Frozen Quarter Tip For Hurricanes Goes Viral


A social media post dishing out some unusually helpful preparation advice for the Florida hurricane is quickly going viral.

Hurricane Matthew is expected to ravage parts of Florida’s northeast coast with high winds and flooding. According to Weather.com, the rainfall has the potential to wreak havoc on Georgia, South Carolina and southern North Carolina.

Wind gusts up to 107 mph have been recorded at Cape Canaveral, Florida, invoking a rare “esteem wind warning” throughout many parts of the Southeast.

Sheila Pulanco Russell from Lumberton, North Carolina, posted an ingenious tip on Facebook for avoiding food contamination:

For those of you that are evacuating from the coast, I just heard a great tip. It's called the one cup tip. You put a cup of water in your freezer. Freeze it solid and then put a quarter on top of it and leave it in your freezer. That way when you come back after you've been evacuated you can tell if your food went completely bad and just refroze or if it stayed Frozen while you were gone. If the quarter has fallen to the bottom of the cup that means all the food defrosted and you should throw it out. But if the quarter is either on the top or in the middle of the cup then your food may still be ok. It would also be a great idea to leave this in your freezer all the time and if you lose power for any reason you will have this tip to fall back on. If you don’t feel good about your food, just throw it out. The main thing is for all to be safe.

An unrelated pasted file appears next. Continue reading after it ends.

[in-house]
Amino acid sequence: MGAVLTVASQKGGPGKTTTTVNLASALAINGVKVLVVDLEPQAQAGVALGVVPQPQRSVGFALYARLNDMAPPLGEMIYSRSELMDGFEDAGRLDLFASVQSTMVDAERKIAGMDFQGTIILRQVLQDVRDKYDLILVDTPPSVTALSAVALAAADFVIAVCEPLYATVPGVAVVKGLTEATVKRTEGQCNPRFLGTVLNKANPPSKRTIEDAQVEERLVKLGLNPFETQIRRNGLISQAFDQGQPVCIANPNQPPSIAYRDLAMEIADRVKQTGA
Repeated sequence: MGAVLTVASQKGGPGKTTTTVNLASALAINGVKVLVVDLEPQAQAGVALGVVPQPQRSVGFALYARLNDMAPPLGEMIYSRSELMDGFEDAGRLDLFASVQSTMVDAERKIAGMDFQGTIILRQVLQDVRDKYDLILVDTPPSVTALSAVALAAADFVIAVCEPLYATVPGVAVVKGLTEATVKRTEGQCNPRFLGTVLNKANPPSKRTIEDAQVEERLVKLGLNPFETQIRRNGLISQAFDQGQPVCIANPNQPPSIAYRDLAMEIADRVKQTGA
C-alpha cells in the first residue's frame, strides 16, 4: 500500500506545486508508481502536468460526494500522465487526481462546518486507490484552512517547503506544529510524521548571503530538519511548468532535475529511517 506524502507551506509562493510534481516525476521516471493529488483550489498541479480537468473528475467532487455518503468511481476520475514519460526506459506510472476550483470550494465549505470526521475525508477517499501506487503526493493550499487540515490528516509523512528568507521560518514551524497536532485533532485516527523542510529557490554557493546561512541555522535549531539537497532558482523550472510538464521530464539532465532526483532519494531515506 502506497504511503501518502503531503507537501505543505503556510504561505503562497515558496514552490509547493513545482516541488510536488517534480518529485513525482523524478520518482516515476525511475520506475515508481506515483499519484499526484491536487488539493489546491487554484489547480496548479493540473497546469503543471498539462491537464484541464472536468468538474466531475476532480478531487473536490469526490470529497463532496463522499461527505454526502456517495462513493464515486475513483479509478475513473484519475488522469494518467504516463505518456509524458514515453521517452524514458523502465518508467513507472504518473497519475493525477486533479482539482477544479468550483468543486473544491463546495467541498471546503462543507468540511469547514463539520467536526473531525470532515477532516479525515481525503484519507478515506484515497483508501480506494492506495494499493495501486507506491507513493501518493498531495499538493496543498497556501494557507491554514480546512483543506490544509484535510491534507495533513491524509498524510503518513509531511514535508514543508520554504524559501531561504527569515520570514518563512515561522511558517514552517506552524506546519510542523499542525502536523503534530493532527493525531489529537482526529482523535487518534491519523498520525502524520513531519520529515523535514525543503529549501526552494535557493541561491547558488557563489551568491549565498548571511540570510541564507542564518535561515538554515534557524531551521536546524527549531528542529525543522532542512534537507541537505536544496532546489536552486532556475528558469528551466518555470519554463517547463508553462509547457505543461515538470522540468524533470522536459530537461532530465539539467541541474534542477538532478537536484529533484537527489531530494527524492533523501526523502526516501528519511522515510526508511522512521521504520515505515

The post has garnered more than 134,000 reactions, over 265,000 shares and almost 8,000 comments since Oct. 5.

Hurricane Matthew is expected to devastate east-central, northeastern Florida throughout the evening of Oct. 7; the Georgia coast the evening of Oct. 7 through the morning on Oct. 8; South Carolina Oct. 8 well into the evening; North Carolina (mainly south) from Oct. 8 through early Oct. 9.

The storm was blamed for the deaths of over 800 people in Haiti; Jacksonville, Florida, is expected to bear the most damage from the storm.

Sources: Weather.com, Sheila Pulanco Russell/Facebook / Photo credit: Sheila Pulanco Russell/Facebook

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